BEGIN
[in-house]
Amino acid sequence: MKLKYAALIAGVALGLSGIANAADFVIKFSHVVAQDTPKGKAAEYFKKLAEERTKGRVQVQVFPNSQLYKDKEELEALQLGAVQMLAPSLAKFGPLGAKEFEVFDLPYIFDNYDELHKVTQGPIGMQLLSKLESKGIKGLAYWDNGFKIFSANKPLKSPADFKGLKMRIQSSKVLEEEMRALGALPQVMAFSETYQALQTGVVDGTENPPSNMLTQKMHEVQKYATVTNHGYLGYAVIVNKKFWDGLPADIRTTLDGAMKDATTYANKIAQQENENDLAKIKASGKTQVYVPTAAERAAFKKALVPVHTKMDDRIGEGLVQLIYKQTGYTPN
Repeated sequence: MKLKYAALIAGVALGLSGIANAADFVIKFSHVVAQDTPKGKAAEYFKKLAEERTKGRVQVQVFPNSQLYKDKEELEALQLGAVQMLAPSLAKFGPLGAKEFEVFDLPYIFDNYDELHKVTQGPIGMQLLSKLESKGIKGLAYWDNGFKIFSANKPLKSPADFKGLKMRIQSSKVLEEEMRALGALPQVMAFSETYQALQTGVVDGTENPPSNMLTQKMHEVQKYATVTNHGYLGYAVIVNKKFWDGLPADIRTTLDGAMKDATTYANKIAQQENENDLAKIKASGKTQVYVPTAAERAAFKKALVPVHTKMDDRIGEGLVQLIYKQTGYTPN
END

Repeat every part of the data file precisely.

[in-house]
Amino acid sequence: MKLKYAALIAGVALGLSGIANAADFVIKFSHVVAQDTPKGKAAEYFKKLAEERTKGRVQVQVFPNSQLYKDKEELEALQLGAVQMLAPSLAKFGPLGAKEFEVFDLPYIFDNYDELHKVTQGPIGMQLLSKLESKGIKGLAYWDNGFKIFSANKPLKSPADFKGLKMRIQSSKVLEEEMRALGALPQVMAFSETYQALQTGVVDGTENPPSNMLTQKMHEVQKYATVTNHGYLGYAVIVNKKFWDGLPADIRTTLDGAMKDATTYANKIAQQENENDLAKIKASGKTQVYVPTAAERAAFKKALVPVHTKMDDRIGEGLVQLIYKQTGYTPN
Repeated sequence: MKLKYAALIAGVALGLSGIANAADFVIKFSHVVAQDTPKGKAAEYFKKLAEERTKGRVQVQVFPNSQLYKDKEELEALQLGAVQMLAPSLAKFGPLGAKEFEVFDLPYIFDNYDELHKVTQGPIGMQLLSKLESKGIKGLAYWDNGFKIFSANKPLKSPADFKGLKMRIQSSKVLEEEMRALGALPQVMAFSETYQALQTGVVDGTENPPSNMLTQKMHEVQKYATVTNHGYLGYAVIVNKKFWDGLPADIRTTLDGAMKDATTYANKIAQQENENDLAKIKASGKTQVYVPTAAERAAFKKALVPVHTKMDDRIGEGLVQLIYKQTGYTPN